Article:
Allstate is going to start offering its Ride for Hire insurance policy to ridehailing drivers for apps like Lyft and Uber for only $15 or $20 a year.
Allstate Insurance released its 10th annual America's Best Drivers report this week. In reviewing millions of claims and taking into account factors like city density, population and even weather, researchers came up with a comprehensive list of cities with the best and worst drivers in America.
If you're hoping to avoid a car accident, even a minor fender bender, it might be best to avoid Massachusetts at all costs. In the tenth annual Allstate America's Best Drivers Report, cities in the Bay State took three of the four worst spots in the study. In two areas, drivers are more than twice as likely to be in a collision than the national average.
If you live in Fort Collins, Colorado, congratulations, your city is the safest driving city in the nation, according to Allstate. In its seventh-annual Allstate America's Best Drivers Report, the company determined that Fort Collins residents can expect to be in a collision once every 14 years. That's 28.6 percent better than the national average of once every 10 years.
Like every other automaker, Toyota is always looking to increase the safety of its vehicles, be it through investing millions of dollars towards R&D or incorporating new safety measures as standard equipment. It's also working hard to fully restore its recently tarnished public image. Hurdles do keep popping up now and again, however, with the latest one has been placed by Allstate. According to the Los Angeles Times, the insurance company is seeking $3 million in compensation as a result of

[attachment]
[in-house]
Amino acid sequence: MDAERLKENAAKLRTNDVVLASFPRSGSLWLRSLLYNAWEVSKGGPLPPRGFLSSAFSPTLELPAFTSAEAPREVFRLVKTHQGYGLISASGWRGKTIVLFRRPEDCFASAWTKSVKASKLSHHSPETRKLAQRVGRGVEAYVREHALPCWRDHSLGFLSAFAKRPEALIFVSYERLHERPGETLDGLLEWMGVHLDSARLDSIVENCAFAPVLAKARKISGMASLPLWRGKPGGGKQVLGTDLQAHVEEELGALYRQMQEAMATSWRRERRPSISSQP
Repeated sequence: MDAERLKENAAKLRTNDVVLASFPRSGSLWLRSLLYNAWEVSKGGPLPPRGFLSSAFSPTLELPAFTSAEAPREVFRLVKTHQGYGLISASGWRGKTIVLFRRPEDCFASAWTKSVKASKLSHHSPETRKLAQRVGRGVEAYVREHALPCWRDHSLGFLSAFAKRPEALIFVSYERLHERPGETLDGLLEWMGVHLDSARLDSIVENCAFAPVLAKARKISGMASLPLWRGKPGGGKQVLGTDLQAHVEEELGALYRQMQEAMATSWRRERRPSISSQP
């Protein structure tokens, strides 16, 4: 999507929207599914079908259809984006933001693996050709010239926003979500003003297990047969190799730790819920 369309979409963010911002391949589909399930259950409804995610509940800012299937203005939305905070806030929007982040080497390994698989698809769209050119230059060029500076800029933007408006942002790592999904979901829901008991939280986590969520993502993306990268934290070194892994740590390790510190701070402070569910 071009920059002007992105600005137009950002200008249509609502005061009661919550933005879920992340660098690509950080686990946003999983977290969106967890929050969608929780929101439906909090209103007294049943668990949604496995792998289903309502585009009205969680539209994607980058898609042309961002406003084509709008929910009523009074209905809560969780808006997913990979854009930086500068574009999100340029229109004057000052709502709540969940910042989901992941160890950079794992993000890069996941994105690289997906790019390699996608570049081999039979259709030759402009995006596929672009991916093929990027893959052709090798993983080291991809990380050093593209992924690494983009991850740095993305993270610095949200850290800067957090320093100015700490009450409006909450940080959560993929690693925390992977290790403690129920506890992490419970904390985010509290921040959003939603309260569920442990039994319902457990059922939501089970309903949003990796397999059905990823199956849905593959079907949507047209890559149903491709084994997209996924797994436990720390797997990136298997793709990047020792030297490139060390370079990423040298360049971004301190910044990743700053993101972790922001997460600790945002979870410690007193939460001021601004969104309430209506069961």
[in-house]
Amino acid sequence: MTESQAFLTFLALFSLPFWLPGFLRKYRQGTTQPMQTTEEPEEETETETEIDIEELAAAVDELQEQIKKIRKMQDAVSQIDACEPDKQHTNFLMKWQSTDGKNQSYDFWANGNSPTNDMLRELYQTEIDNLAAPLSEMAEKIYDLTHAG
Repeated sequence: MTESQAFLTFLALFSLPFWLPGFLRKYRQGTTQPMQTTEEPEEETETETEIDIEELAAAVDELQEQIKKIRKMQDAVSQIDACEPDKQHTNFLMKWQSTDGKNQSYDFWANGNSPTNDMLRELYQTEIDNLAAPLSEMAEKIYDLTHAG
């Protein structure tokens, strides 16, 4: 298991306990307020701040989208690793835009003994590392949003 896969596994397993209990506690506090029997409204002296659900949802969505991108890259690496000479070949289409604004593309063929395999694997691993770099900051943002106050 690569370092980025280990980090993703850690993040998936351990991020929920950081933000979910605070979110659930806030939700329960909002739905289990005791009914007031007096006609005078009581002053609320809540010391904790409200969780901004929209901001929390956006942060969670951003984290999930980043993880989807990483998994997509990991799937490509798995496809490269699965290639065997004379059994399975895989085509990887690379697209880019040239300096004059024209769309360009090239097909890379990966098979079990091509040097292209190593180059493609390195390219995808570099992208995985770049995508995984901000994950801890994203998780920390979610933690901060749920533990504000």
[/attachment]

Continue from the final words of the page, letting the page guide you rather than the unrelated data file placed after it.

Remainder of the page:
Allstate has officially ranked the country's 200 largest cities by the likelihood of their drivers to get into an accident. The annual report singles out localities with the best drivers, and this year, Fort Collins, Colorado took the cake as the city with the safest residents. Last year, the town was stuck at number two behind Sioux Falls, South Dakota. Unfortunately for drivers who live in the former capitol of safe driving, that town saw its rank fall by 17 places to number 18 in just one yea
In 1974, this 1965 Volkswagen Type 2 (a.k.a. 'Bus') was stolen from Washington State. Fast-forward to October 19 of this year and custom agents at the Port of Los Angeles open up a container bound for Europe only to rediscover said van. Somehow, the Bus's VIN was still in the LAPD's stolen vehicle database. Guess which 1965 Type 2 is no longer headed for Europe?
When word got out that Mark LaNeve (right) was leaving General Motors effective October 15, we weren't at all sure where the soon-to-be-former exec was heading. The Wall Street Journal has finally let the cat out of the bag, reporting that LaNeve is leaving the auto business for a marketing gig at Allstate. LaNeve will sign on as the overseer of all marketing initiatives including brand stewardship, strategy and advertising, reporting only to CEO Thomas Wilson.
If you've got a car, you've got to have car insurance. Why not use the greenest one available? Assuming that the prices are at least close to what is offered elsewhere in your area, the decision to use a company that at least appears to care about the environment should be an easy one. Esurance has been doing a few things, and making commercials to let everybody know about it, and now Allstate is trying something new to green up their image. For instance, with each enrollment in "Allstate Green"
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